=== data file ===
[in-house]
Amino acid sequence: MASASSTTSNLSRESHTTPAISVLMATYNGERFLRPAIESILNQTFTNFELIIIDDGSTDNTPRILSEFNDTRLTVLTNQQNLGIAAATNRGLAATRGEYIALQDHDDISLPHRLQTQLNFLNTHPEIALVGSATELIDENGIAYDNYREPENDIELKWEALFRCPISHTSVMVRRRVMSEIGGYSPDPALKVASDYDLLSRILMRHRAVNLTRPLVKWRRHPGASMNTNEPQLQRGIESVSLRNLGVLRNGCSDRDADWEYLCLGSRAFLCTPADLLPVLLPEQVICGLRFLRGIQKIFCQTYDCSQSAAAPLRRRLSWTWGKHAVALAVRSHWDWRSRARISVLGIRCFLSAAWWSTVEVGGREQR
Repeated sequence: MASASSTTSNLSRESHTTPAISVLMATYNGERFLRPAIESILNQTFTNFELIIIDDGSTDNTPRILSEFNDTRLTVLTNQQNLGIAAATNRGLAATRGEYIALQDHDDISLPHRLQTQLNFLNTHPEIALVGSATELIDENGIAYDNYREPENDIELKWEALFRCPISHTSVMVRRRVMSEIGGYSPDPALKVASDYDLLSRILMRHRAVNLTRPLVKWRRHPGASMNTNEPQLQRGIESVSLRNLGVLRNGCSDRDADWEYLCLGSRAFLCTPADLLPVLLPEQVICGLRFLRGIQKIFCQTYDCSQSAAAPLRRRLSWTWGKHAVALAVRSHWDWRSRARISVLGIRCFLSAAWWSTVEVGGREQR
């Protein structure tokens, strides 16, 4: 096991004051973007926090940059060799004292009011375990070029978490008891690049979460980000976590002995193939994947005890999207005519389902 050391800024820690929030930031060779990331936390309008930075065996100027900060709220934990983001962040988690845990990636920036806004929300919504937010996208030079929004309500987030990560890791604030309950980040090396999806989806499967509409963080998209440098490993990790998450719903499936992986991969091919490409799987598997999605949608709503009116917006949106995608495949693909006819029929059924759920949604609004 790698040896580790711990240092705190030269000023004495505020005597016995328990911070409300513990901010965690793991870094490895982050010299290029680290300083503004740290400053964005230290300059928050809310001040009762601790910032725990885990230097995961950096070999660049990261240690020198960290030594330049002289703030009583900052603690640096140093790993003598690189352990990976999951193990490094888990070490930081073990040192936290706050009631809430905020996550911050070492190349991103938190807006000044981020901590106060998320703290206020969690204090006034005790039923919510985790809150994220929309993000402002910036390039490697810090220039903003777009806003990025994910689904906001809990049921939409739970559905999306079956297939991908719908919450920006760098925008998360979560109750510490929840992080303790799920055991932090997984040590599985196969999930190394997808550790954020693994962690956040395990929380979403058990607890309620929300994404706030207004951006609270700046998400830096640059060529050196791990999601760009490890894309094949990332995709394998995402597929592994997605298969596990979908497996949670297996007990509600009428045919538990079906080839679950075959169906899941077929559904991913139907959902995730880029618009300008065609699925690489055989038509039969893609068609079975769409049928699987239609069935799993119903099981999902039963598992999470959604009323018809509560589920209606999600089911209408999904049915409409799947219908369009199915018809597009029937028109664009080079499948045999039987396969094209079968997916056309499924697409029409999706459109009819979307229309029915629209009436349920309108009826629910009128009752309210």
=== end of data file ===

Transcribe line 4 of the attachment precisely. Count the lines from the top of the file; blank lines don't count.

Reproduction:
């Protein structure tokens, strides 16, 4: 096991004051973007926090940059060799004292009011375990070029978490008891690049979460980000976590002995193939994947005890999207005519389902 050391800024820690929030930031060779990331936390309008930075065996100027900060709220934990983001962040988690845990990636920036806004929300919504937010996208030079929004309500987030990560890791604030309950980040090396999806989806499967509409963080998209440098490993990790998450719903499936992986991969091919490409799987598997999605949608709503009116917006949106995608495949693909006819029929059924759920949604609004 790698040896580790711990240092705190030269000023004495505020005597016995328990911070409300513990901010965690793991870094490895982050010299290029680290300083503004740290400053964005230290300059928050809310001040009762601790910032725990885990230097995961950096070999660049990261240690020198960290030594330049002289703030009583900052603690640096140093790993003598690189352990990976999951193990490094888990070490930081073990040192936290706050009631809430905020996550911050070492190349991103938190807006000044981020901590106060998320703290206020969690204090006034005790039923919510985790809150994220929309993000402002910036390039490697810090220039903003777009806003990025994910689904906001809990049921939409739970559905999306079956297939991908719908919450920006760098925008998360979560109750510490929840992080303790799920055991932090997984040590599985196969999930190394997808550790954020693994962690956040395990929380979403058990607890309620929300994404706030207004951006609270700046998400830096640059060529050196791990999601760009490890894309094949990332995709394998995402597929592994997605298969596990979908497996949670297996007990509600009428045919538990079906080839679950075959169906899941077929559904991913139907959902995730880029618009300008065609699925690489055989038509039969893609068609079975769409049928699987239609069935799993119903099981999902039963598992999470959604009323018809509560589920209606999600089911209408999904049915409409799947219908369009199915018809597009029937028109664009080079499948045999039987396969094209079968997916056309499924697409029409999706459109009819979307229309029915629209009436349920309108009826629910009128009752309210």